M. Attfield et al. (2012). “The Diesel Exhaust in Miners Study: A Cohort Mortality Study with Emphasis on Lung Cancer.” Journal of the National Cancer Institute, 104(11):869-83. doi: 10.1093/jnci/djs035
Silverman et al. concluded that diesel exhaust exposure may cause lung cancer in humans and may represent a potential public health burden. Attfield et al. concluded that diesel exhaust increases the risk of death from lung cancer and has important public health implications.
Both the case-control study (Silverman et al.) and the mortality study (Attfield et al.) showed a strong relationship between the levels of exposure to diesel exhaust and risk of death from lung cancer. In both studies, the relationship between lung cancer risk and diesel exhaust exposure remained after controlling for smoking and other lung cancer risk factors. The death rates were about three to five times greater for workers with the highest exposures to diesel exhaust than for workers who had the lowest exposures.
On June 12, 2012, the International Agency for Research on Cancer (IARC)  concluded that there is sufficient evidence of carcinogenicity in humans from diesel exhaust exposure to upgrade its classification of diesel exhaust from “probably carcinogenic” to “carcinogenic to humans”. 
In November 2015, the Health Effects Institute 3 completed its evaluation of recent epidemiological evidence for assessing the risk of lung cancer from exposure to diesel exhaust. The evaluation concluded that the Diesel Exhaust in Miners Study and the Trucking Industry Particle Study were “well designed and carefully conducted, embodying the attributes of epidemiological studies that are considered important for quantitative risk assessment.” 
C. Health Hazard Alerts
Following the IARC classification of diesel exhaust as a human carcinogen, MSHA issued two Health Hazard Alerts: one on diesel exhaust and DPM in underground coal and MNM mines, and one on nitrogen dioxide (NO 2) emissions in underground coal mines. The first Health Hazard Alert was issued in partnership with the Occupational Safety and Health Administration (OSHA) on January 10, 2013. It provided information about diesel exhaust and DPM in underground coal and MNM mines, occupations with potential exposure, the health hazards of exposure, engineering and workplace controls, respiratory protection, and the standards in place to protect miners from exposure.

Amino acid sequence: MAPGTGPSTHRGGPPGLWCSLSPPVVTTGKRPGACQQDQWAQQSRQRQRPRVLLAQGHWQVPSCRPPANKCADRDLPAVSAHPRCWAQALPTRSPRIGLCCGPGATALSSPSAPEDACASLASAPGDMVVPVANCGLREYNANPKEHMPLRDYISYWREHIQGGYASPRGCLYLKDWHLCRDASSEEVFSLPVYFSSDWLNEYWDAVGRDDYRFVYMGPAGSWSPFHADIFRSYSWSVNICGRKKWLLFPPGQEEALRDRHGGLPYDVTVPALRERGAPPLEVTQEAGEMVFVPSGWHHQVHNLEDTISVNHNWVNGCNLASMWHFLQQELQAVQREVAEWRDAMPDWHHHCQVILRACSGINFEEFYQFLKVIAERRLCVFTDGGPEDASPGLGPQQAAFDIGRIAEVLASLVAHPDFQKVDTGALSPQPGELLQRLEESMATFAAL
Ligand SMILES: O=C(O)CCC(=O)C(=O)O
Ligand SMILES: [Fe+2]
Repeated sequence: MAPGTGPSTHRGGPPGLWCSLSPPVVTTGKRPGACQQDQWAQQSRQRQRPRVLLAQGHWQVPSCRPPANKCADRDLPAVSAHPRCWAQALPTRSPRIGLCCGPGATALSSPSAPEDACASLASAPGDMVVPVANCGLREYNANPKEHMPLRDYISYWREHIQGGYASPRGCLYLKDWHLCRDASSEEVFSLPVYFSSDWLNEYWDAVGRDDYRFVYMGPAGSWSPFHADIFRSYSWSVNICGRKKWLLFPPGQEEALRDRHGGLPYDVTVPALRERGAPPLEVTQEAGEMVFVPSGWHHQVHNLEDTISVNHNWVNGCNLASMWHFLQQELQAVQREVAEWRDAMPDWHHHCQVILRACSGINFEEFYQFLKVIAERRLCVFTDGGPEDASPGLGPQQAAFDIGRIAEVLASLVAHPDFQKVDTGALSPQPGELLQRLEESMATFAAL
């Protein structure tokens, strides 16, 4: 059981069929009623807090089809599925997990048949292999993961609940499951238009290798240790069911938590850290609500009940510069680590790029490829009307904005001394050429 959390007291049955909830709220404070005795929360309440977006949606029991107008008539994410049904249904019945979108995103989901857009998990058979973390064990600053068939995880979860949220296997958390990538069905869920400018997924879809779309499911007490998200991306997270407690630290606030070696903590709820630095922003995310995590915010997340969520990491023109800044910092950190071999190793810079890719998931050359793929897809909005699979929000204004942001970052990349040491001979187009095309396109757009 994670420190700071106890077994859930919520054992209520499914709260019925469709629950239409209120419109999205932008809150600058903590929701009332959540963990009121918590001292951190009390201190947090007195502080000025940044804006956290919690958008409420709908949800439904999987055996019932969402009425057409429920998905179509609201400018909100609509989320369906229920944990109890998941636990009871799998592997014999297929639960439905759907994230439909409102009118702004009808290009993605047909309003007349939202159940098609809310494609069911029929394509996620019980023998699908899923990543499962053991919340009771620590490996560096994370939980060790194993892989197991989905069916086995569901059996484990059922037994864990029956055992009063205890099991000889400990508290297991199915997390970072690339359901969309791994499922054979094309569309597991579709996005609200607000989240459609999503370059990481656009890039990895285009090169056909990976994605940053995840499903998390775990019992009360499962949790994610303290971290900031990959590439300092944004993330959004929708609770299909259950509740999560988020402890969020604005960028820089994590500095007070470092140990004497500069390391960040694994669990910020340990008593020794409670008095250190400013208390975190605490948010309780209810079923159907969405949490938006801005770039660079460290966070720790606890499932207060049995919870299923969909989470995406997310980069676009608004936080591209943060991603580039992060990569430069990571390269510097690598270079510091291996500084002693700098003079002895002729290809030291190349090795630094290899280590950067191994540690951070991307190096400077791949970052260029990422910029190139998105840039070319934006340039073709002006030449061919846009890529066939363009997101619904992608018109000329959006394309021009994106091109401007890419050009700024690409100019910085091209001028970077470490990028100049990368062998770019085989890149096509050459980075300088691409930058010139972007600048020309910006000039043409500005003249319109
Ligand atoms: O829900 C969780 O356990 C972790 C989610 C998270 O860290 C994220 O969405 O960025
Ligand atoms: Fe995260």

MSHA issued a second Health Hazard Alert on August 6, 2013. The alert reinforced the dangers of platinum-based particulate filters as a source of increased concentrations of nitrogen dioxide (NO 2) in underground coal mines. MSHA had addressed these dangers before. On May 16, 2011, MSHA had published a Program Information Bulletin NO. P11-38, Re-Issue of P02-04—Potential Health Hazard Caused by Platinum-Based Catalyzed Diesel Particulate Matter Exhaust Filters, informing mine operators of a potential health hazard caused by then-available platinum-based catalyzed diesel particulate matter (DPM) exhaust filters for diesel-powered equipment. The PIB advised that the use of these filters may result in increased production of nitrogen dioxide (NO 2) gas, as compared to NO 2 emissions produced by engines operating without these filters, causing miners to be exposed to increased concentrations of NO 2.
D. State Actions
West Virginia, Pennsylvania, and Ohio require diesel-powered equipment used in underground coal mines to include an exhaust emissions control and conditioning system that meets the following requirements:
- DPM emissions that do not exceed an average concentration of 0.12 milligrams of DPM per cubic meter of air (mg/m3) when diluted by 100 percent (West Virginia and Ohio) or by 50 percent (Pennsylvania) of the MSHA Part 7 approved ventilation rate for that diesel engine.
- An oxidation catalyst or other gaseous emissions control device capable of reducing undiluted carbon monoxide (CO) emissions to 100 parts per million (ppm) or less under all conditions of operation within the normal engine operating temperature range.
- A DPM filter capable of reducing DPM concentrations by at least 75 percent (West Virginia) or by an average of 95 percent (Pennsylvania) or to a level that does not exceed an average concentration of 0.12 milligrams per cubic meter (mg/m3) of air when diluted by 100 percent of the MSHA Part 7 approved ventilation rate for that diesel engine (Ohio).
In addition, West Virginia, Ohio, and Pennsylvania limit ambient concentrations of exhaust gases to a ceiling of 35 parts per million (ppm) for carbon monoxide (CO) and 3 ppm for nitrogen dioxide (NO 2). West Virginia and Pennsylvania also limit ambient concentrations of nitric oxide (NO) to 25 ppm. If the concentrations of these emissions exceed 75 percent of these limits, these states require mine operators to make changes to the use of diesel equipment, mine ventilation, or other modifications to the mining process.